House prices continue to rise in the US, as supply increases for first time in many years

House prices in the United States increased by 7.5% to $225,300 in the 12 months to January 2019 while rents have increased by 2.1% to $1,468, the latest index shows.

The data from real estate firm Zillow also shows that there are more homes for sale with inventory rising on an annual basis in four of the past five months after falling for almost four years in a row.

Year on year inventory increased by 1.2%, meaning that there were 19,455 more homes on the market for sale than in January 2018. The biggest increase was in West Coast markets.

While, this was the first national inventory gain in January since at least 2014, the data shows that the slow pace of growth has thus far done little to reverse the long contraction in inventory that took place from January 2015 to August 2018. In July 2017, inventory was falling at its fastest pace since 2014 at 12.8% year on year.

Inventory has increased the most in five West Coast markets that were recently among the nation’s hottest, giving home shoppers more options and ever-so-slowly tilting the market toward buyers. On an annual basis, inventory grew 42.9% in San Jose, 36.9% in Seattle, 31.9% in San Diego, 29.1% in Los Angeles and 25% in San Francisco.

While the number of homes for sale grew in about three quarters of the country’s largest housing markets, a few East Coast markets saw big drops. Inventory in Washington DC, Baltimore and Pittsburgh all fell at least 10%.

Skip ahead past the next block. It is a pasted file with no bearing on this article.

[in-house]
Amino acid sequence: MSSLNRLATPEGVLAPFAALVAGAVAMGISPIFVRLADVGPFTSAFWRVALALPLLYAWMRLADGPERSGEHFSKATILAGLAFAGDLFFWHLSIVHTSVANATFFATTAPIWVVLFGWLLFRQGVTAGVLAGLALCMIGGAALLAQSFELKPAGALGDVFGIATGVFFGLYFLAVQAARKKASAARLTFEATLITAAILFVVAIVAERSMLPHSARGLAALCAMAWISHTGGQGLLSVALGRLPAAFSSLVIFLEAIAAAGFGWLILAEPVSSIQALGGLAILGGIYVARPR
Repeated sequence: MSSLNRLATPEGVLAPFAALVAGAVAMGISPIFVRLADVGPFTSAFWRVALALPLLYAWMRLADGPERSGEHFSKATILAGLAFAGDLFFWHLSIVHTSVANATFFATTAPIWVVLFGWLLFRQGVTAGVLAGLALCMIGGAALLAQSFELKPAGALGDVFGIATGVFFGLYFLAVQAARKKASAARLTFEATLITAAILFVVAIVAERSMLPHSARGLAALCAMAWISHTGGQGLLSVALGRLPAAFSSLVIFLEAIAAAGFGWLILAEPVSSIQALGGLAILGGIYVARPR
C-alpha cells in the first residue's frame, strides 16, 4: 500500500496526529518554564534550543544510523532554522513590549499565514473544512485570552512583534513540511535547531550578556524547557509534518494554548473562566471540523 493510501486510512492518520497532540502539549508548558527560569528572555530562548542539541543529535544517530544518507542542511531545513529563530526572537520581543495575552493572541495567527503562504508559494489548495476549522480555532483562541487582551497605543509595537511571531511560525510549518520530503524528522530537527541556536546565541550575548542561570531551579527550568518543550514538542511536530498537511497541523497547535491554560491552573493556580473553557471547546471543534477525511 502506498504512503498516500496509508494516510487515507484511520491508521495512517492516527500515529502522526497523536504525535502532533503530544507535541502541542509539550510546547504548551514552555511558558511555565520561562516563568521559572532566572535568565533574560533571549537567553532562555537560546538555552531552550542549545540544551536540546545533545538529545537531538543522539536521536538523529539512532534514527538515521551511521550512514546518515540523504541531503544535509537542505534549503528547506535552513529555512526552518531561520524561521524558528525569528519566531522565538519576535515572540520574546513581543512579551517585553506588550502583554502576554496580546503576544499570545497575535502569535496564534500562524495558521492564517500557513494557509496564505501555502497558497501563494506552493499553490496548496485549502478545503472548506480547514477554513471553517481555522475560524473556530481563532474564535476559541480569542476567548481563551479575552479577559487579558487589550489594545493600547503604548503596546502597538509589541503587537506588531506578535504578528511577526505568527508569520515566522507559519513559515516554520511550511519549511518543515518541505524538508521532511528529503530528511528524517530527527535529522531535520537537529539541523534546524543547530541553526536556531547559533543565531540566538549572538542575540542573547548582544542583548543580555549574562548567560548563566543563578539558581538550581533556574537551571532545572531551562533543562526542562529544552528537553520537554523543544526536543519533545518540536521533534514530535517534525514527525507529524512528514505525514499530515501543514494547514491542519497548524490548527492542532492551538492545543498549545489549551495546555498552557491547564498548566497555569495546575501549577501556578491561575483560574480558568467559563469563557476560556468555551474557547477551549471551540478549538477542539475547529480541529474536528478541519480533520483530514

Indeed, inventory fell 19.9% in Washington DC, the third straight month of annual declines of at least 14% following Amazon’s announcement in November that it would site a new headquarters there.

‘For four years, it felt like home buyers couldn’t catch a break as for-sale inventory became tighter and tighter with each passing month,’ said Zillow senior economist Aaron Terrazas.

‘But during the second half of 2018, something shifted. Home buyers aren’t out of the woods yet, but there is a glimmer of light on the horizon. The number of homes on the market is hesitantly inching higher, now approaching the highest level in a year and a half. In the priciest markets, the jump has been even more definitive,’ he pointed out.

‘Buyers should not mistake a few more options for a sudden bounty. With home values still increasing at a steady clip, it’s clear that demand still outstrips supply, and with mortgage rates down from recent highs, the first quarter of 2019 is shaping up to be more competitive than the lull we saw as 2018 came to a close,’ he added.

He also pointed out that home value growth has remained at a steady pace in the seven percent range over the past two years though the national numbers obscure substantial differences across the country. Indianapolis and Atlanta experienced the biggest jumps over the past year, with home values increasing by more than 12% in both metros.

Rents grew on an annual basis for the third straight month following two months of annual declines, up 2.1% over a year ago to a median of $1,468. This was the largest increase in annual rents since May 2018.

Rents increased or remained flat in all major metros with Orlando, up 7.4%, experiencing the biggest increase. On the other end of the spectrum, rents were flat in Portland over the past year.